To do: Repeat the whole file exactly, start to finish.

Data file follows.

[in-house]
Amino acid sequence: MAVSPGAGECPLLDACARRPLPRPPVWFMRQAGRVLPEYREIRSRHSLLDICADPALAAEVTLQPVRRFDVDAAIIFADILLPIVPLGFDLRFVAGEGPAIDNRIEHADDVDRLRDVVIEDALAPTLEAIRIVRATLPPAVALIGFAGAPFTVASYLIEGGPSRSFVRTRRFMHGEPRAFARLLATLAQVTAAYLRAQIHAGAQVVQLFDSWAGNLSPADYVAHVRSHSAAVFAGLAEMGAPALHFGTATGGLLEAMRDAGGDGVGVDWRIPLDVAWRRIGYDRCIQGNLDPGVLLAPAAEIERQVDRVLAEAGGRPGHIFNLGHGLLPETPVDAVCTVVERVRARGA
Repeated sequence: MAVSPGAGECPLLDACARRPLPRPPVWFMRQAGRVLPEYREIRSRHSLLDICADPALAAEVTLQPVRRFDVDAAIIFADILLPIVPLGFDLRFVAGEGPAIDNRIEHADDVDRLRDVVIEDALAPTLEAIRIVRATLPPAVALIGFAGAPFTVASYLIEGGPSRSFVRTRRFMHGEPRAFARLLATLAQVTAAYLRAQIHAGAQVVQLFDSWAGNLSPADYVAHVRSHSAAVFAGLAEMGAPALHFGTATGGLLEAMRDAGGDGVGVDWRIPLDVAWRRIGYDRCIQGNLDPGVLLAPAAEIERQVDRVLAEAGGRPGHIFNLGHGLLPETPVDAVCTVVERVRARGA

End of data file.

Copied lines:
[in-house]
Amino acid sequence: MAVSPGAGECPLLDACARRPLPRPPVWFMRQAGRVLPEYREIRSRHSLLDICADPALAAEVTLQPVRRFDVDAAIIFADILLPIVPLGFDLRFVAGEGPAIDNRIEHADDVDRLRDVVIEDALAPTLEAIRIVRATLPPAVALIGFAGAPFTVASYLIEGGPSRSFVRTRRFMHGEPRAFARLLATLAQVTAAYLRAQIHAGAQVVQLFDSWAGNLSPADYVAHVRSHSAAVFAGLAEMGAPALHFGTATGGLLEAMRDAGGDGVGVDWRIPLDVAWRRIGYDRCIQGNLDPGVLLAPAAEIERQVDRVLAEAGGRPGHIFNLGHGLLPETPVDAVCTVVERVRARGA
Repeated sequence: MAVSPGAGECPLLDACARRPLPRPPVWFMRQAGRVLPEYREIRSRHSLLDICADPALAAEVTLQPVRRFDVDAAIIFADILLPIVPLGFDLRFVAGEGPAIDNRIEHADDVDRLRDVVIEDALAPTLEAIRIVRATLPPAVALIGFAGAPFTVASYLIEGGPSRSFVRTRRFMHGEPRAFARLLATLAQVTAAYLRAQIHAGAQVVQLFDSWAGNLSPADYVAHVRSHSAAVFAGLAEMGAPALHFGTATGGLLEAMRDAGGDGVGVDWRIPLDVAWRRIGYDRCIQGNLDPGVLLAPAAEIERQVDRVLAEAGGRPGHIFNLGHGLLPETPVDAVCTVVERVRARGA